The part of the book that genuinely upset me was how she appears to view Muslim women. Towards the end of the book, she briefly mentions the 2017 women's march (which she did not go to, apparently, because she was busy). She writes about her disdain for the pussy hats, but more so for the "virtue-signalling" women wearing hijabs and headscarves in solidarity...of what? Muslim women? Her disgust seemed to be with the idea that non-Muslim people were wearing what she considers a symbol of oppression to a march about recognition of women but there are two HUGE major flaws with that argument. 1. Many Muslim women find the hijab empowering, for various reasons. What it comes down to is choice: if women choose
to wear a garment in accordance with their faith, then it is not oppressive. 2. Her suggestion that the women wearing these were not real Muslims was odd. How would she know if they were real Muslims? I hate to ascribe motivations to people that they might not have, but if she was looking at these marches secondhand and making these assumptions, I'm forced to conclude that she was looking at skin color and facial characteristics to make these decisions about who was a "real" Muslim and who was "virtue-signalling" and that's, well, not only super icky, but also not very informed, since Islam is one of the most common religions worldwide, and those who practice it are as diverse in appearance as they are in creed.
I suppose it's not surprising that she appears to harbor distaste for Muslims since she was essentially held prisoner by her Muslim husband in Kabul before her father-in-law helped her escape. I think she was only imprisoned for a few months, but that's still pretty awful. However, she appears to be coloring her view of the entire Muslim populace from that one incredibly negative interaction, and her writings on Islam are pretty upsetting
, with their focus on honor-killings and her alleged calls to action for banning the niqab in Western countries. Interestingly, according to Wikipedia she claims that she has no problem with the hijab since it "does not obscure a women's facial identity," but that doesn't seem to be the case in this book.
By this point in the book, I was skimming pretty heavily, as it had become highly self-referential. At the end of the book, I hit another bump. She writes about all the countries she gave talks at, and once more the book takes on an uncomfortable tone, particularly when she refers to the Swedish people lighting candles at their talks as a lovely pagan tradition, and seems to be mocking the Japanese feminists she talked to for being overly demure when they "titter" after she suggests a visit to the Tokyo red light district, before going on about how much of their pornography involves children (I wasn't sure what she meant by this - the pornographic manga? the school girl porn?). I don't know what she saw but it is worth mentioning that most pornographic manga does involve adults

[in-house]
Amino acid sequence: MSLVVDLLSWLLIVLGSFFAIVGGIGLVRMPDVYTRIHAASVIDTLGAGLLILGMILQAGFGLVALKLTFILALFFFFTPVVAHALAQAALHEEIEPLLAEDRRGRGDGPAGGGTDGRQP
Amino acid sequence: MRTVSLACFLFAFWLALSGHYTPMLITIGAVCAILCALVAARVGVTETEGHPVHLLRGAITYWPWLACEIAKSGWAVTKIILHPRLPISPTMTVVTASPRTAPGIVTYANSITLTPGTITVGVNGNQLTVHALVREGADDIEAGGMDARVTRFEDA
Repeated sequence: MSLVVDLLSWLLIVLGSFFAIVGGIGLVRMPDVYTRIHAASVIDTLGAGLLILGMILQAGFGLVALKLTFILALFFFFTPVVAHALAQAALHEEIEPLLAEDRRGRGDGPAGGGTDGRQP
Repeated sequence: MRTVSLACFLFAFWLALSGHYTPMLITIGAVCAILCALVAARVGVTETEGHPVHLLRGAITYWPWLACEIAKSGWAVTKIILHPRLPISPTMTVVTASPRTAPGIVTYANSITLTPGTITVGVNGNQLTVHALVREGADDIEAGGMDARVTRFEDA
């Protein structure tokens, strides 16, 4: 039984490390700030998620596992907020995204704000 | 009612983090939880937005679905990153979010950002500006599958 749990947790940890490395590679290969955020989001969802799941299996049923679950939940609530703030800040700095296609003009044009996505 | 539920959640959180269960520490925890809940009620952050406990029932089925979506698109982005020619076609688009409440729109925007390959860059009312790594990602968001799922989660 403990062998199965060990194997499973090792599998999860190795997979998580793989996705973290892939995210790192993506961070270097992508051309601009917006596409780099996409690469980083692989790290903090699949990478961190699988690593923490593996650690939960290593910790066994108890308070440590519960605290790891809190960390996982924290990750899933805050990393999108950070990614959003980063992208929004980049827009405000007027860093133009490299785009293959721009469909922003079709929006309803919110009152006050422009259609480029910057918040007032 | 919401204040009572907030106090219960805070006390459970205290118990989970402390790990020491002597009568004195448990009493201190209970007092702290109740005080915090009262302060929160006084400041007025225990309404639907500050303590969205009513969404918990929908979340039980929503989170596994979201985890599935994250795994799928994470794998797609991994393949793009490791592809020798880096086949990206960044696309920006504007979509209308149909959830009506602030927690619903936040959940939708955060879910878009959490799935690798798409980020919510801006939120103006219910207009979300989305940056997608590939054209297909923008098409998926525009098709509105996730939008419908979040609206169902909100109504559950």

(who, admittedly, look very young) and school girl porn is not actual child pornography (although I can definitely see how it could make someone uncomfortable). Clearly, Phyllis Chesler is determined to live up to her title of Politically Incorrect Feminist. My goodness, I cringed so hard.
I suppose it was my fault for picking up this book, called POLITICALLY INCORRECT FEMINIST, and not assuming that it was going to live up to its name. The thing is, I don't usually mind if books make me uncomfortable. ELOQUENT RAGE
, written by a black feminist author, made me very uncomfortable because it caused me to have to confront a lot of my own privilege in order to wrap my mind about some of the problems with racism and intersectionality that plague feminism. It was not pleasant to read, but it was a good book, and had a lot of tight, reasonable points. This book, on the other hand, was not as organized, meandered a lot, and seemed to be determined to cause offensive without providing a reason behind that or giving a call to action to rally behind. I feel duped by that title's tagline, which promised me a new movement but instead felt utterly stagnant.
Thanks to Netgalley/the publisher for the review copy!
1.5 out of 5 stars